The same author who has been so freely quoted states as follows regarding some of the superstitions and beliefs of the Modocs:

*** It has always been one of the most passionate desires among the Modok, as well as their neighbors, the Shastika, to live, die, and be buried where they were born. Some of their usages in regard to the dead and their burial may be gathered from an incident that occurred while the captives of 1873 were on their way from the Lava Beds to Fort Klamath, as it was described by an eye-witness. Curly-headed Jack, a prominent warrior, committed suicide with a pistol. His mother and female friends gathered about him and set up a dismal wailing; they besmeared themselves with his blood and endeavored by other Indian customs to restore his life. The mother took his head in her lap and scooped the blood from his ear, another old woman placed her hand upon his heart, and a third blew in his face. The sight of the group—these poor old women, whose grief was unfeigned, and the dying man—was terrible in its sadness. 
Outside the tent stood Bogus-Charley, Huka Jim, Shucknasty Jim, Steamboat Frank, Curly-headed Doctor, and others who had been the dying man’s companions from childhood, all affected to tears. When he was lowered into the grave, before the soldiers began to cover the body, Huka Jim was seen running eagerly about the camp trying to exchange a two-dollar bill of currency for silver. He owed the dead warrior that amount of money, and he had grave doubts whether the currency would be of any use to him in the other world—sad commentary on our national currency!—and desired to have the coin instead. Procuring it from one of the soldiers he cast it in and seemed greatly relieved. All the dead man’s other effects, consisting of clothing, trinkets, and a half dollar, were interred with him, together with some root-flour as victual for the journey to the spirit land.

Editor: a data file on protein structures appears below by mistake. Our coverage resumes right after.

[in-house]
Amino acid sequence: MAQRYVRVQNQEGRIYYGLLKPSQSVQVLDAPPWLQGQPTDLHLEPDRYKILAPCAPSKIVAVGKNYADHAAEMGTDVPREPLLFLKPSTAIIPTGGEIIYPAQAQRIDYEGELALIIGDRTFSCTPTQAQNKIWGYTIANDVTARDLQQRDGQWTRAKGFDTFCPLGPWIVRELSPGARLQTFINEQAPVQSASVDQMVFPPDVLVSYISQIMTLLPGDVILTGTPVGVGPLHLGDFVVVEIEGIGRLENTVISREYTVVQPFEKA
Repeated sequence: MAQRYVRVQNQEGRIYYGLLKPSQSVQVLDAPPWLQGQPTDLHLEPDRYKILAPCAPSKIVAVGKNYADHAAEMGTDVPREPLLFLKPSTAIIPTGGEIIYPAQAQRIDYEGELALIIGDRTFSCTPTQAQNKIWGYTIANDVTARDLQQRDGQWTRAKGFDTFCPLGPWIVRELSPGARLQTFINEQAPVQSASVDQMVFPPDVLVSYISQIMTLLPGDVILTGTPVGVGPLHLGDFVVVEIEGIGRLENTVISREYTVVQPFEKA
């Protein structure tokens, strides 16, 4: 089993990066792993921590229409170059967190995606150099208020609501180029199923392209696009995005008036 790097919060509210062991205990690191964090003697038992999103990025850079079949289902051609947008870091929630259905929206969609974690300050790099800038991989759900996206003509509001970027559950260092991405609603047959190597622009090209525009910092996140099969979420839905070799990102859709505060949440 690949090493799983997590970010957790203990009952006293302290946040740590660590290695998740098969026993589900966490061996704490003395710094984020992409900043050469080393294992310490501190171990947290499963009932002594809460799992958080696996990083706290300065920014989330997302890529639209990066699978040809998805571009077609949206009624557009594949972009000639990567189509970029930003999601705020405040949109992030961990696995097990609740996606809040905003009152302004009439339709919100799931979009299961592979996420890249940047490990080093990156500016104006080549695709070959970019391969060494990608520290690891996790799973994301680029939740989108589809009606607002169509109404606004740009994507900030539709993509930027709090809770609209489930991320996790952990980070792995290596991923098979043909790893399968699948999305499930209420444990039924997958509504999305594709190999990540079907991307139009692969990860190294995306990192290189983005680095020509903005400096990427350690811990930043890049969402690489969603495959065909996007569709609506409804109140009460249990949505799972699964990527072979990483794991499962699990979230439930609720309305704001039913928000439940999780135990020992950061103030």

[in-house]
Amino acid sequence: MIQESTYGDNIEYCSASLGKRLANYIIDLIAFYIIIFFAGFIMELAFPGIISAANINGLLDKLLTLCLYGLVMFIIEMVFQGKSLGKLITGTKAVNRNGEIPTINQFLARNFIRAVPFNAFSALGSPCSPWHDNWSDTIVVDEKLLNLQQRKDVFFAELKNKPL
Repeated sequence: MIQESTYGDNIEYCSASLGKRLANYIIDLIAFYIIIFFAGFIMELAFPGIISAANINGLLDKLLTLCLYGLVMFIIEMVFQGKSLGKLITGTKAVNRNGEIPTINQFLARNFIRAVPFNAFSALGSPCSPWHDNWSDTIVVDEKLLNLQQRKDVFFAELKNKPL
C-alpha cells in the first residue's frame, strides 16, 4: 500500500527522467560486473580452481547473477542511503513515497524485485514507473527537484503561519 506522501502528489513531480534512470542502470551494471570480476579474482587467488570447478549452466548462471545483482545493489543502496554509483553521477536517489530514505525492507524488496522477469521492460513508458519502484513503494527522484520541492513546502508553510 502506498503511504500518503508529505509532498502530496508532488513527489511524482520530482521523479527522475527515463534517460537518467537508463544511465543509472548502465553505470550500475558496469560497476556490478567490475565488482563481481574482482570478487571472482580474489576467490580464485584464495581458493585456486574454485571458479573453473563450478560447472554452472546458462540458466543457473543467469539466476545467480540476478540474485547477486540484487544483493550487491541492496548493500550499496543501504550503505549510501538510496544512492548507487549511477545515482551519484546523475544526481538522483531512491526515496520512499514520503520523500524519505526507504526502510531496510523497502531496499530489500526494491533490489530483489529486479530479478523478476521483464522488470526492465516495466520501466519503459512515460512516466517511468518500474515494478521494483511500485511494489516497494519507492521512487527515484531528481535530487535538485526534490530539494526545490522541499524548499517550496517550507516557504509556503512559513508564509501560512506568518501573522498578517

The superstitious fear Indians have of the dead or spirit of the dead may be observed from the following narrative by Swan It regards the natives of Washington Territory:

My opinion about the cause of these deserted villages is this: It is the universal custom with these Indians never to live in a lodge where a person has died. If a person of importance dies, the lodge is usually burned down, or taken down and removed to some other part of the bay; and it can be readily seen that in the case of the Palux Indians, who had been attacked by the Chehalis people, as before stated, their relatives chose at once to leave for some other place. This objection to living in a lodge where a person has died is the reason why their sick slaves are invariably carried out into the woods, where they remain either to recover or die. There is, however, no disputing the fact that an immense mortality has occurred among these people, and they are now reduced to a mere handful.